KVIFF 2022: ‘The Ordinaries’ is a Clever Fable of Social Revolution
by Alex Billington
July 15, 2022
What kind of character are you in society? Are you a main character, or just a supporting character? Maybe you haven’t even been cast in any role yet? Where do you fit in? What even is your “role” and can you change it? These are just of few of the questions that might come to mind when watching this funky, clever, strange, intriguing German film titled The Ordinaries (also known as simply Subtext for its release in Europe). The film had its world premiere at the 2022 Karlovy Vary Film Festival in Czechia, a perfect place for for this quirky, one-of-a-kind film to premiere, as it’s not the kind of film most mainstream audiences will have any interest in. Only those that love cinema, and love stories about cinema (and how it all works), and love films that make you think and figure them out, will appreciate this. That said, I still think it’s an ingenious and captivating film about breaking out of your “role” in society and becoming whoever it is you want to be.
Directed by German filmmaker Sophie Linnenbaum, and co-written by Linnenbaum and Michael Fetter Nathansky, the film takes place within the world of a movie acting as our real world. The concept utilizes archetypes as the actual characters in a very witty way. The world is centered around “Main Characters”, who represent the top tier of the social class. They’re supported by, of course, “Supporting Characters” and background characters that have somewhat of an important role, but don’t do much for society except keep everything in order for the “Main Characters”. Finally, at the bottom of the social strata are the “Outtakes” as they’re known – any number of various flawed people, broken or outdated characters, or anything else. This includes miscast characters, those that cause scenes to skip or jump ahead, black & white characters, those without voices, etc. They introduce this concept and run with it as far as they possibly can – building a narrative around an Outtakes revolution and a Main Character who learns she isn’t really a Main Character.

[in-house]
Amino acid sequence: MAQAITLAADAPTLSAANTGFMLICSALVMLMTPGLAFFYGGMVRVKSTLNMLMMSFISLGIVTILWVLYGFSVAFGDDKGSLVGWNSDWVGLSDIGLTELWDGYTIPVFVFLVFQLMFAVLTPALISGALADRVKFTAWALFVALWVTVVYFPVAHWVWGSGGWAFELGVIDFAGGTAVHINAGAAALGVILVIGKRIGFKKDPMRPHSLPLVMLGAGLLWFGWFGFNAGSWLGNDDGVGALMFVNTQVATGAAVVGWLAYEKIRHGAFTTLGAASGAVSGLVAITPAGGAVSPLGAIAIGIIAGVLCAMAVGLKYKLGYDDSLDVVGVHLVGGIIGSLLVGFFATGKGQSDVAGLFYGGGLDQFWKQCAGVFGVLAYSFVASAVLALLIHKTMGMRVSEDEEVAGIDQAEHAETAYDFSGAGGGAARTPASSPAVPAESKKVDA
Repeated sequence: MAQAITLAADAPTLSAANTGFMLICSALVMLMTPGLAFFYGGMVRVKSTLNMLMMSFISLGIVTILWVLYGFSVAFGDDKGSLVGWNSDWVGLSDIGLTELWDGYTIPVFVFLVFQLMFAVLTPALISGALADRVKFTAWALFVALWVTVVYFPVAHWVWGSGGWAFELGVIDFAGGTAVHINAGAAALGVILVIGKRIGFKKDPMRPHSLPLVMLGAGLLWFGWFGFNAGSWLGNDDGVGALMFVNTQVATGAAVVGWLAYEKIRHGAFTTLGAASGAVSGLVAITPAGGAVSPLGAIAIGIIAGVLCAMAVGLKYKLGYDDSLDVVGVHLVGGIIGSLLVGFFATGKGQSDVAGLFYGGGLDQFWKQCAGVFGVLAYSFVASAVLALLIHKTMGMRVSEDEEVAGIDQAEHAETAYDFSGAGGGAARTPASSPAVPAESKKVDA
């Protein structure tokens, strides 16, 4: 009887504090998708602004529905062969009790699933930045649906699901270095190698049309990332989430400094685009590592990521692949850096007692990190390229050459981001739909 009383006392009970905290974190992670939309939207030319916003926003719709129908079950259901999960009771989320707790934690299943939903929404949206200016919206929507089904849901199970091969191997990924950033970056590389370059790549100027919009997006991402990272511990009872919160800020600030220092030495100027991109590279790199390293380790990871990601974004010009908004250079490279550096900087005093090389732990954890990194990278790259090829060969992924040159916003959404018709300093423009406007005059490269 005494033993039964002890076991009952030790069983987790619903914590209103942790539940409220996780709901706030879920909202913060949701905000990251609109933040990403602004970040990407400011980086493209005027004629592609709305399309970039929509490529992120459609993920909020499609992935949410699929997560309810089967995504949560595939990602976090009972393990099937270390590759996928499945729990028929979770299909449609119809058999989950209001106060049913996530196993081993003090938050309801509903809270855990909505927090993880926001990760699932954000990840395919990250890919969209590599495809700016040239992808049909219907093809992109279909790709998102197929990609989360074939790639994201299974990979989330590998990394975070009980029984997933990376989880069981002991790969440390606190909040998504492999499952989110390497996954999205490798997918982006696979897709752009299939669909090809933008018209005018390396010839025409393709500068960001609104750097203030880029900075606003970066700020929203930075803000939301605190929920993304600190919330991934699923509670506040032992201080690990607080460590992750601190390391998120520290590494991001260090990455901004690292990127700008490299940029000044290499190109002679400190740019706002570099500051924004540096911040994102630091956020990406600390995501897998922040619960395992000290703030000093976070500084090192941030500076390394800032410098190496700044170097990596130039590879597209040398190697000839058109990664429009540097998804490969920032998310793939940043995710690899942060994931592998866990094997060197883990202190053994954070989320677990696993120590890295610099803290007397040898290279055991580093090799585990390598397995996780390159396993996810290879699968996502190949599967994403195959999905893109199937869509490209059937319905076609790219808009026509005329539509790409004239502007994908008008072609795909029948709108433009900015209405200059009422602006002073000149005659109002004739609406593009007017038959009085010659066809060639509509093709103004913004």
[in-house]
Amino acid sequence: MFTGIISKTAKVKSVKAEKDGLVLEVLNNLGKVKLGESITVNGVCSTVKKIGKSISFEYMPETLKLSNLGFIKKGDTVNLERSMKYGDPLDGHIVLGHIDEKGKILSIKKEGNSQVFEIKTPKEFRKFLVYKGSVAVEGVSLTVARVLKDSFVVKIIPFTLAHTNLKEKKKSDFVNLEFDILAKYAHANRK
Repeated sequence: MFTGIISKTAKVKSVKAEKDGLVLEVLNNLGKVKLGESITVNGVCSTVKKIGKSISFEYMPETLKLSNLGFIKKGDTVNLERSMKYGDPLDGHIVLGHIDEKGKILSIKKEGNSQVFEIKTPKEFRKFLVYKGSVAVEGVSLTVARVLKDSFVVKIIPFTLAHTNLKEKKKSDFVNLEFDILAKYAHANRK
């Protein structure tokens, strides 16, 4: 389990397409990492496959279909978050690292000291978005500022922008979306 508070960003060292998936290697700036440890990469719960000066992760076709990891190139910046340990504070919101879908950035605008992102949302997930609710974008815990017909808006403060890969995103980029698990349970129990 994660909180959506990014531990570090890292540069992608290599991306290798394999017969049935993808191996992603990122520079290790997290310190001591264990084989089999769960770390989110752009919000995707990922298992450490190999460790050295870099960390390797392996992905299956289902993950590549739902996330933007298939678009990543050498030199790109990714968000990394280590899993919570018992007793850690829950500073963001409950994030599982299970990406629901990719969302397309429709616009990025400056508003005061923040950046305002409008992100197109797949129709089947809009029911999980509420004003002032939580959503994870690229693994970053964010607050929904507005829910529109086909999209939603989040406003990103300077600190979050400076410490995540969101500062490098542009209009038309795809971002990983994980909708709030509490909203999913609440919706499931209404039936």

It’s rather hard to describe in a review, but that’s not a flaw with the film. It’s impressive how well thought out and intricately crafted the script is, throwing in every possible idea based on this concept that they can think of. There’s even a scene where they go to an Outtakes camp and one of them is burning script pages. If you’re a bright enough viewer to pick up on and understand this premise, it’s rather fun to get into the world and go along with the story. Fine Sendel stars as Paula, who is studying at the “Main Character” school to learn Emotions that she can properly express in her Scenes. As the film plays out, not only does she befriend and come to understand the plight of the Outtakes, but she discovers she’s not who she thought she was, and this sends her into a spiral drifting around this archetypal world. Ultimately the film’s commentary is about how we “other” people into derogatory castes, using flaws and differences that we’ve normalized as a way of separating society into social classes. How dare anyone interrupt Main Characters! It is their story, after all.
But is it really? That seems to be the point of The Ordinaries. Not everyone is going to be as perfect and as flawless as Main Characters, especially the ones we see in movies. (They always look good and seem to be able to figure out everything and live the best lives.) But that doesn’t mean anyone deserves to be relegated to some bottom rung social class primarily to make sure they don’t disturb or interrupt the stories the Main Characters are living. They want that control, they want to main that dominance, and they’re going to fight for it at any cost. I’m almost always a fan of films that cleverly utilize archetypes and metaphorical concepts to comment on how broken and backwards society is. As strange as this film may seem at first, and as kooky and amusing as it is to watch at times, it’s a serious story about how we really must stop segregating people because of their differences. Perhaps we can only achieve this with a revolution rising from the bottom up.
As impressive as the script is, the film has a few flaws itself that keep it from reaching a revolutionary level of success on its own. The filmmaking can be a bit confusing at times, and it feels purposefully drab in a way that makes it a bit uninteresting. That said, I found myself caught up in this concept and the story, excited by the revolutionary undertones, that I can’t help praise this film and recommend it anyway. Will anyone watch it? I don’t know. Will it change anyone’s minds? Probably not. Nonetheless, it’s so clever and curious, and so smart and perceptive, that it deserves to be seen and discussed – by anyone who can get their hands on it. Maybe it will be encouraging and inspiring for some to see social classes envisioned in this cinematic way. Maybe it will be a relief for others to see a film that treats everyone’s differences as our advantages and quirks, not flaws. Even if we’re not all Main Characters, we still have an important role to play in the world.